For some reason I’m not certain I’d be happy to discover, some editor at the Washington Post thinks what our world needs at this disturbing moment in time is a new form of injustice to address, one that most of us never considered an injustice at all. Thus that helpful editor decided to give a megaphone to someone named
, whom, we are told, is chief information officer of an NGO in Guatemala that promotes local governance in developing countries. This is itself interesting, because it provides a hint regarding why it is that developing countries have such a hard time developing. For Mr. , by the evidence of his opinion piece, deemed worthy of publication in a prestigious newspaper, is bats.
Essentially, his essay “Losing the Birth Lottery” asserts that life is unfair, so the only ethical thing to do is to make life chaotic and unfair. feels that it’s really, really mean that the United States doesn’t guarantee the same rights of U.S. citizens to every human being on earth, and insists that its refusing to do so is the moral equivalent of racism. He helpfully suggests the term “borderism” as the name for this heinous attitude, and writes:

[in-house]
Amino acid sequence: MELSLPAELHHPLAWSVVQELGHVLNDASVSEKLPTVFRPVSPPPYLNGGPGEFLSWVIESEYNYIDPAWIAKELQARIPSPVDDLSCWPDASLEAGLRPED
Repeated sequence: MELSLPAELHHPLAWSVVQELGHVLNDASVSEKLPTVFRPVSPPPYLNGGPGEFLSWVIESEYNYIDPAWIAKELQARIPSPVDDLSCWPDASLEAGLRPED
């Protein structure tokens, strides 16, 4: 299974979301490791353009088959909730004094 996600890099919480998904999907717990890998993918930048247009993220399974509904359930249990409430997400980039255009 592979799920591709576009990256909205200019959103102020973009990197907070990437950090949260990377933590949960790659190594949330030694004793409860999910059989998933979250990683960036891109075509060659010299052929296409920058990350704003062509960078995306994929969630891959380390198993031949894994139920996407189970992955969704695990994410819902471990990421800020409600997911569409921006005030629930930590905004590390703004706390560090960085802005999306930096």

“One could certainly argue that racial discrimination is worse than borderism because it excludes people from opportunities within their own countries. But how much worse? Many aspiring immigrants are born into nations where jobs are nonexistent, corruption is rife and indiscriminate violence plagues daily life. Being legally segregated into poverty and tyranny because of one’s ancestry is a cruel fate, regardless whether it’s because of race or citizenship.”
The recent thread regarding the supposedly racist Boston Herald cartoon has prompted me to ponder how much we are obligated to know what was, is and will be considered offensive, and whether the cultural rules or guidelines regarding this are fair or clear. That post is in the works, but this one interposed itself.
The latest issue of Canadian Lawyer magazine features a cover story about the lack of diversity on the Canadian bench. Above the Law joins outraged students, lawyers and civil rights advocates in being convinced that the cover is racist.
Your Ethics Alarms Ethics Quiz for today: